Security Deposit

8 Replies

Inherited a 14 year tenant. She passed away. Family is asking for the security deposit. All the carpets in the whole unit need to be replaced. Is that normal wear and tear? I wasn't there 14 years ago when she moved in so I don't know what the place looked like then but even if it was perfect what would be the way to handle this? Then also taking into confederation the ethical thing to do in this situation.

Return the deposit

Max is correct ... return the deposit.   Those carpets were considered worn-out almost a decade ago.

@Michael Garcia - If the carpets are the only cause for concern, then, you absolutely must return the security deposit. This is attributable to wear and tear over 14 years....probably.

If there are other significant damages to the apartment, then, you have to make adjustments accordingly. But, you did not list this as an issue at the outset, so I suspect this is a moot point.

Furthermore, in this time of grief and considering the deceased lived there so long, you should show some empathy. 

Money is not all!  You should step up to the plate, rise above the fray and return the security deposit without any fuss with the family.

This is an ideal opportunity to raise the rent for the next tenant most likely.

Definitely feels like the right thing to do. Thanks guys

Personally, I disagree that you owe the family the security deposit based solely on the fact your tenant died.  For all you know, these are greedy twits who never even called her.

So, just make sure you do everything according to the law as to how you're supposed to handle the deposit.  Were you supposed to do an inspection, did they have the opportunity to clean, did you meet the timelines, etc., etc.

Then, as far as normal wear and tear, carpets and appliances have a useable life, and when determining normal wear and tear, you are required to depreciate the charge to the tenant, based on how much life is left in it.

For instance, if a carpet has a 10 year life, and was 5 years old when a tenant moved in and then destroyed it, you could only charge them for 1/2 the cost of a replacement carpet.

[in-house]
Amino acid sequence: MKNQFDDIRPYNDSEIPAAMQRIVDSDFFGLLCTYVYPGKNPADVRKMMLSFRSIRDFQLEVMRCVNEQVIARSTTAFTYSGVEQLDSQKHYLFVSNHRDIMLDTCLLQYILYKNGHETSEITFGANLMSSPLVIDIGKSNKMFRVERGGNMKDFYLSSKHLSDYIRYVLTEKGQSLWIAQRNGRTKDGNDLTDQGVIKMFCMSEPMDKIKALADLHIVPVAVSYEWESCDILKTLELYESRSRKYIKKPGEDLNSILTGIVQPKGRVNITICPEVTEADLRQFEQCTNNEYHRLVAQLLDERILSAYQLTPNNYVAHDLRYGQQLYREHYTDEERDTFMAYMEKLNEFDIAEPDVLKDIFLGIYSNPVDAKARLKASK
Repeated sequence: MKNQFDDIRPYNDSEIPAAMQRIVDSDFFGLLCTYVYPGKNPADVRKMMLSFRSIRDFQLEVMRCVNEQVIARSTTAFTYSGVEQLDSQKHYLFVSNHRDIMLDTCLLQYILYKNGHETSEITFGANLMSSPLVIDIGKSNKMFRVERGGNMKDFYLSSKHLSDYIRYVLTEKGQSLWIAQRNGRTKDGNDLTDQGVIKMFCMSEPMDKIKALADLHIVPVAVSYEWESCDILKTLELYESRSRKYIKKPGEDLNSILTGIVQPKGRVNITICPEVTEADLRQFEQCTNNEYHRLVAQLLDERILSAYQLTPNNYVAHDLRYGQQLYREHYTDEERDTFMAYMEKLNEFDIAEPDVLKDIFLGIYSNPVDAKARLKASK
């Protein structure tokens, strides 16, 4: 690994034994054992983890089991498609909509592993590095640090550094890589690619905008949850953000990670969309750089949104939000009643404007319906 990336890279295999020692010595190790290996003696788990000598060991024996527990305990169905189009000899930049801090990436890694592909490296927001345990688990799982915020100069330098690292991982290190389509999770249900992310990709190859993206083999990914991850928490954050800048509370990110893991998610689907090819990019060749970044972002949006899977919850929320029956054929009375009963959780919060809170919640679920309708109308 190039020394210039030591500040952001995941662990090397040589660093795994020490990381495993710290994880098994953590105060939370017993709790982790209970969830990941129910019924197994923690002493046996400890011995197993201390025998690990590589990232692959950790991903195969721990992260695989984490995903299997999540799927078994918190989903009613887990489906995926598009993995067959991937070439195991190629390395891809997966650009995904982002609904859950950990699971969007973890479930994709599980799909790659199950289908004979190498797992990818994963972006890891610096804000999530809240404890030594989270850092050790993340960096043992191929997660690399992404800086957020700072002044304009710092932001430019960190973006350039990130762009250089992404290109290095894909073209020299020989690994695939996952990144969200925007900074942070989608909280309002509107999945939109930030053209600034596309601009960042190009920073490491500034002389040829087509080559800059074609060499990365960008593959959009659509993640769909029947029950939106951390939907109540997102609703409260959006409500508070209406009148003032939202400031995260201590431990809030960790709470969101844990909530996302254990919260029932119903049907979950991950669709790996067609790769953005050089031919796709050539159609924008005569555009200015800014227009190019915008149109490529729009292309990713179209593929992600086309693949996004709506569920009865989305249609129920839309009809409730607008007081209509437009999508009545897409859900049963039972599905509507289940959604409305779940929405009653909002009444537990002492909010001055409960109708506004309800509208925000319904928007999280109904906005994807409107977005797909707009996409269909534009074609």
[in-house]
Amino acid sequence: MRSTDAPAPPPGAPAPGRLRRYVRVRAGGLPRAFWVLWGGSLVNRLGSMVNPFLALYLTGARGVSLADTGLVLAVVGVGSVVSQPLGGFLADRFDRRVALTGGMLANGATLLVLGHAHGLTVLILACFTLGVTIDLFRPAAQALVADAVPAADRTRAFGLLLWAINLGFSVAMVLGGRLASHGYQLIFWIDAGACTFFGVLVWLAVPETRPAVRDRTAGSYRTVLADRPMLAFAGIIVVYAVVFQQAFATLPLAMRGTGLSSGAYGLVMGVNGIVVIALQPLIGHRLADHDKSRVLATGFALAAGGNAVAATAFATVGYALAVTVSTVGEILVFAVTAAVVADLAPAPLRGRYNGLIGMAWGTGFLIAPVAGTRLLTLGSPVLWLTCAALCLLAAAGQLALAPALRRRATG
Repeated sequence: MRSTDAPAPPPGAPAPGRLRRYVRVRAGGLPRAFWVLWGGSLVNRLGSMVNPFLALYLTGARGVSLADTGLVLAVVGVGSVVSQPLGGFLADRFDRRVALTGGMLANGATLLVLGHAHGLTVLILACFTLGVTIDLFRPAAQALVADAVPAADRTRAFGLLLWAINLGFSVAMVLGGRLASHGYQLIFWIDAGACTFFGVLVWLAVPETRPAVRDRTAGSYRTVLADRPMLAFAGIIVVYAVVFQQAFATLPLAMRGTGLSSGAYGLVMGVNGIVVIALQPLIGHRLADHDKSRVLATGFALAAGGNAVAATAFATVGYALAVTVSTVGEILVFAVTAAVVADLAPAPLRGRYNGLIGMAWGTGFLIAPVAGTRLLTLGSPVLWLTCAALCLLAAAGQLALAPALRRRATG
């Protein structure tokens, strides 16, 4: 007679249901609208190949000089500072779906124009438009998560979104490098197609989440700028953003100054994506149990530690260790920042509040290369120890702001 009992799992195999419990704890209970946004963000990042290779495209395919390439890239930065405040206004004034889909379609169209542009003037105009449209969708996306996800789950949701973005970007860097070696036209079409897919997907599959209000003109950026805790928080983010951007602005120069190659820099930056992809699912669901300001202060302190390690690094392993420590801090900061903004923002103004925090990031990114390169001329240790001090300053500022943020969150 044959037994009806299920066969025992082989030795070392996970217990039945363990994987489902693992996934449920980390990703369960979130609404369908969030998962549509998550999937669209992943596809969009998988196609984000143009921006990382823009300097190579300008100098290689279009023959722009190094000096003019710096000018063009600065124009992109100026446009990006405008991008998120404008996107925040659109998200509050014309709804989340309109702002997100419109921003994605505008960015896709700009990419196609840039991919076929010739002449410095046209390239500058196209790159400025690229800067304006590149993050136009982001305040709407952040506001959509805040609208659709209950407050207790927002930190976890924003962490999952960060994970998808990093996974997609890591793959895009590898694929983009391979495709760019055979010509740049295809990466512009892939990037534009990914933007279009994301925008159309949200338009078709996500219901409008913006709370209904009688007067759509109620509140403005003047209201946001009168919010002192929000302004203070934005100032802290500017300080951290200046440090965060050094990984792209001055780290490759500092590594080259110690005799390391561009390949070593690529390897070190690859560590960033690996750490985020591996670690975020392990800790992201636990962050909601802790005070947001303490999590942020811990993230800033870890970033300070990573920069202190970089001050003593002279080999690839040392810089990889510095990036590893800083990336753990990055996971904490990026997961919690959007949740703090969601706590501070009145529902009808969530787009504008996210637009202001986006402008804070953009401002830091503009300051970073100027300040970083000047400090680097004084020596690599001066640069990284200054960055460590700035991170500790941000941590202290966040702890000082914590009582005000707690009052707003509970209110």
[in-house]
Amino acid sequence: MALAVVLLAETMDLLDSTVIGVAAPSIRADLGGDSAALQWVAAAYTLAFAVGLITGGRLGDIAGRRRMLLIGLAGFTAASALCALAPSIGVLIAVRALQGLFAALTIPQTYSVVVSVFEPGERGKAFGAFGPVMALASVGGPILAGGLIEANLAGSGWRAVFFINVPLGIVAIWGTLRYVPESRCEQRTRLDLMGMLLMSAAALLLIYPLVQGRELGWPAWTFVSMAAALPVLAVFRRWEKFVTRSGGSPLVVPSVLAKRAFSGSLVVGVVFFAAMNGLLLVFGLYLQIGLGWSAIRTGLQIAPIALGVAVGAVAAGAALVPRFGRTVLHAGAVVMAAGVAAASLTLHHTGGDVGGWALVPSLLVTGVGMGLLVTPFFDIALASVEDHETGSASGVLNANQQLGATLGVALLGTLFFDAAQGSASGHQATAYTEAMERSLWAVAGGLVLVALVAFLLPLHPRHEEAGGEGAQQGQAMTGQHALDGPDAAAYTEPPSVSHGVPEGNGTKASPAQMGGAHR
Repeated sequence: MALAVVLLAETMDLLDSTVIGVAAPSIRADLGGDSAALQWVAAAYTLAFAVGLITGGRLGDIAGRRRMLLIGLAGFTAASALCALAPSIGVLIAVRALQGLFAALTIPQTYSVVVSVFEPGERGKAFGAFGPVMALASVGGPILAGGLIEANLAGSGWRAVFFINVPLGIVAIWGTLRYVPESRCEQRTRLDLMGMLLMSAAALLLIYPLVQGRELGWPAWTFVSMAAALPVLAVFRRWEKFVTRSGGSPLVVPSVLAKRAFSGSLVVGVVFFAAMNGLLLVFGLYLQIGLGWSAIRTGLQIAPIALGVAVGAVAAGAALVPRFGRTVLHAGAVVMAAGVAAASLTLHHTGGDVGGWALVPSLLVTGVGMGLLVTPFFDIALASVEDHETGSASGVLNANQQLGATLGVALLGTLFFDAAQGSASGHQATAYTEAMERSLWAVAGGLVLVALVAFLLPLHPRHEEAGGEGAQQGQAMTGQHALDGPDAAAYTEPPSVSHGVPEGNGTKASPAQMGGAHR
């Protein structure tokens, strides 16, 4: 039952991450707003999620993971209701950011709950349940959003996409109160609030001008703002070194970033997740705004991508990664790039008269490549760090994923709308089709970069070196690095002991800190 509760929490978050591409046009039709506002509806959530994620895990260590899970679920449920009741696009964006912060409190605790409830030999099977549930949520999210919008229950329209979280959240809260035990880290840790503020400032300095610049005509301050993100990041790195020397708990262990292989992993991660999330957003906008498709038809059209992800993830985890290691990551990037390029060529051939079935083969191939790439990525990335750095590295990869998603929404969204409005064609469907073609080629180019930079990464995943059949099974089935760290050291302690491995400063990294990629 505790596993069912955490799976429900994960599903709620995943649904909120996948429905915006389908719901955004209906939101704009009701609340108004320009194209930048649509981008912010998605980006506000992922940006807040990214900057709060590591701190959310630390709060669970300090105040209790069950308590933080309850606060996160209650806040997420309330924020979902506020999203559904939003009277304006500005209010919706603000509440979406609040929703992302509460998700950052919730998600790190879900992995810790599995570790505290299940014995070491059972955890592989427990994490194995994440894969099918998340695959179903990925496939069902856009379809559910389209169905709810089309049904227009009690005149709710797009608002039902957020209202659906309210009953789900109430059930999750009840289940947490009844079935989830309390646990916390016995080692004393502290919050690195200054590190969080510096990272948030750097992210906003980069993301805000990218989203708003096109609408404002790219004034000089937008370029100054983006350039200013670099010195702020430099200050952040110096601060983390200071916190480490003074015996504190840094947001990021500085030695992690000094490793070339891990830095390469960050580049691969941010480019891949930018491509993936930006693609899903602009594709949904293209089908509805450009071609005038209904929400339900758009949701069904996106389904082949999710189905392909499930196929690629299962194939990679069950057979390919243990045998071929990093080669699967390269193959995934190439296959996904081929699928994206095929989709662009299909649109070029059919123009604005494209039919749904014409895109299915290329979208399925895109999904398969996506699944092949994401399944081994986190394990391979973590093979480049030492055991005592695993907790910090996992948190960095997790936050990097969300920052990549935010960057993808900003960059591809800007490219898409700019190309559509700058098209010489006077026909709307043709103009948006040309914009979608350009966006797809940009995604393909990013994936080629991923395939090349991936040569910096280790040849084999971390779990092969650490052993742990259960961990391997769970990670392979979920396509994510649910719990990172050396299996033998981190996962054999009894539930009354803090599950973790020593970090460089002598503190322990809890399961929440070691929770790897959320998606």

Odds are good that the carpet that was in your unit did not have a useable life of over 14 years.  So, you probably can't deduct a dime.

Then, otherwise, normal wear and tear is something that would happen with normal use over time.  An example of what would not be normal wear and tear, would be holes in the walls where someone put a fist through it, or a hole in a door where someone kicked it in, that kind of thing.  

You might find this website helpful, even though it's from CA.  Scroll down to the blue section, toward the bottom of that section on useful life and normal wear and tear:

I will defiantly check it out. Thanks

After 14 years almost everything is going to be considered wear-and-tear, unless you had to make some other repairs or replacements along the way. If I had a good paying, responsible tenant who stayed 14 years, I would happily return the full deposit and bake the relatives a cake too!

I agree with the other PPs that the carpet is probably wear and tear.  I'm assuming it looked in the same worn condition when you bought the home.

But, when returning the deposit, it needs to be returned to her estate...not necessarily her relatives.  I don't know what the process is for finding that out, but I'm assuming you don't actually know what was in her will or if she had one or if her estate is still in probate.  Maybe she has 4 children and, right now, only two of them have contacted you.  Maybe she left all her worldly possessions to her favorite charity and none of her relatives are entitled to the security deposit.

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